A terrorism expert has hit back at One Nation senator Malcolm Roberts’ accusation that Waleed Aly “condones Islamic terrorism”, calling the senator a “lunatic” and “conspiracy theorist”.
Senator Roberts appeared on Network Ten’s The Project on Wednesday night after a controversial Essential poll found half of Australians would support a Pauline Hanson-backed ban on Muslim immigration.
The already-heated interview quickly wrapped up when the senator told panellists it “would be nice” if absent co-host Aly “would condemn Islamic terrorism, not condone it”.
Dr Greg Barton, Chair in Global Islamic Politics at Deakin University, told The New Daily that Senator Roberts was “literally in the fringe lunatic category”, and argued Aly’s stance on terrorism was “very clear”.
Anne Aly, a Muslim Labor MP and counter-terrorism expert who is not related to Waleed Aly, said she found Senator Roberts’ comments “tiring”.
‘It shows a lack of real interest’
Dr Aly, who was the first Muslim woman to be elected to Federal Parliament, said Senator Roberts’ comments belied a lack of genuine interest in the issue of Muslim integration in Australia.
“It’s so tiring to hear people constantly accusing others of condoning terrorism when they’re just calling for reasonable responses,” she said.
“It’s the go-to for people who don’t want to engage at an intellectual level – even on issues they claim to care about.”
Deakin University’s Dr Barton said Waleed Aly’s stance on Islamic terrorism was “on the public record”.
He noted that Aly was currently working on a PhD that interrogated the root causes of terrorism.
Dr Barton accused Senator Roberts of being “so deep into conspiracy theory that you can’t confront him with the facts”.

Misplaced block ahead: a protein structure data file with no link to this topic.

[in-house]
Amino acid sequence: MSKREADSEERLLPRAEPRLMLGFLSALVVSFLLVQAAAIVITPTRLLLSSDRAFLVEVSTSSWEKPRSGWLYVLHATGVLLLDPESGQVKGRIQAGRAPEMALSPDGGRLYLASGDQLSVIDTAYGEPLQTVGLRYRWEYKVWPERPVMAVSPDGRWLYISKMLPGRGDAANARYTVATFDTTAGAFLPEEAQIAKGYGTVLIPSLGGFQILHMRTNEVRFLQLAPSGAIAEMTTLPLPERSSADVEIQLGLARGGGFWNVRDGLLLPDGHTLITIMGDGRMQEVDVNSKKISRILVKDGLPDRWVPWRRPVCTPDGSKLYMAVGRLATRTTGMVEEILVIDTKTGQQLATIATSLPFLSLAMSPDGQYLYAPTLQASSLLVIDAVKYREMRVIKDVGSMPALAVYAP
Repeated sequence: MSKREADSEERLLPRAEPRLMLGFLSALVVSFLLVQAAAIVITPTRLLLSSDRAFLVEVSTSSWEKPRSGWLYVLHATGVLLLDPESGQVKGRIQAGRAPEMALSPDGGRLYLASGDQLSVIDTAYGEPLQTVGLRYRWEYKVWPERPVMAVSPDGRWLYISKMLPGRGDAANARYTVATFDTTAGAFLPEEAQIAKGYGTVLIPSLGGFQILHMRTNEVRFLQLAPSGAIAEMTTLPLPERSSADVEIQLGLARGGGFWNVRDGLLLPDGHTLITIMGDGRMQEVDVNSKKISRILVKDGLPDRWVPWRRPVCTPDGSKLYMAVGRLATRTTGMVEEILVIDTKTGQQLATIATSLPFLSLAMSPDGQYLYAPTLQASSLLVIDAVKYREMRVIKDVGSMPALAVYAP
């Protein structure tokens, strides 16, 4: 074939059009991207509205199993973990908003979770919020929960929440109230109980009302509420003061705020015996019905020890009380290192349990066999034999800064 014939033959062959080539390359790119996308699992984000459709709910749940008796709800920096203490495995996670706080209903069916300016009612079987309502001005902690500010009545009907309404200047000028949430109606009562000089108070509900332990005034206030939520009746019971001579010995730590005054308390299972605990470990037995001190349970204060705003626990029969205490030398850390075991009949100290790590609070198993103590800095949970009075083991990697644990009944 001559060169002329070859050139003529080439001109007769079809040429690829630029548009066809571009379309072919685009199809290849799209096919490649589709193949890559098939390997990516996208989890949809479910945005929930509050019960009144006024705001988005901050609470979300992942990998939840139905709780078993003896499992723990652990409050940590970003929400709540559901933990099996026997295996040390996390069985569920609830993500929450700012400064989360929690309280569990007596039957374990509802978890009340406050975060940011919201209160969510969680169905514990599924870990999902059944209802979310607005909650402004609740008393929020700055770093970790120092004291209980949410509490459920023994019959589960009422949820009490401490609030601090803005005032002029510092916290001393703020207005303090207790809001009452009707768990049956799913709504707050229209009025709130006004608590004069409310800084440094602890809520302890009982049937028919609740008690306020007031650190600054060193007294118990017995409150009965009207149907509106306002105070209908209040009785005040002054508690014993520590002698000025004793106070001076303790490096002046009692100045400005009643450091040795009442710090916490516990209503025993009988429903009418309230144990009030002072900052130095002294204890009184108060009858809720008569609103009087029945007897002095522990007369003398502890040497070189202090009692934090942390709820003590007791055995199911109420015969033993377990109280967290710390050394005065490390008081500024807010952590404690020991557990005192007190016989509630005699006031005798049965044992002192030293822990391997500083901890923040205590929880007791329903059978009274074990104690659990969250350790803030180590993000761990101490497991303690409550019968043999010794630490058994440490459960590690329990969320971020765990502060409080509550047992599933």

“He has said that NASA has conspired with the CSIRO to hoodwink us all on climate change … it’s a concern that his rhetoric could have an affect on the public,” he said.
Last week, Senator Roberts told parliament the CSIRO had never released data that proved humans are causing global climate change.
Appearing on Q&A earlier in the year, the senator was confronted with graphs showing increasing temperatures over the past few decades, but claimed the data “had been corrupted” by NASA and the Australian Bureau of Meteorology.
‘It’s not only Waleed’
Dr Anne Aly argued that while Waleed Aly was a positive example of Muslim integration – the biggest issue for Essential poll respondents – she emphasised that he was far from the only one.
“There are Muslims demonstrating that they have integrated everywhere,” she said.
“Sure, they’re not all in the media, but they’re doctors, they’re academics, and they’re contributing every day.”
Dr Aly conceded there were Muslim immigrants who failed to integrate into Australia, but pointed out that was true for all nationalities.
“There are immigrants that never learn English and live in their isolated communities,” she said. “But often that’s because they don’t have access to services that help them integrate.”
Dr Aly questioned the methodology of the Essential poll, arguing that random sampling can be problematic.
She also argued that her experience as a Muslim in Australia was a positive one, and she did not find that half the people she met wanted to “send her back to where she came from”.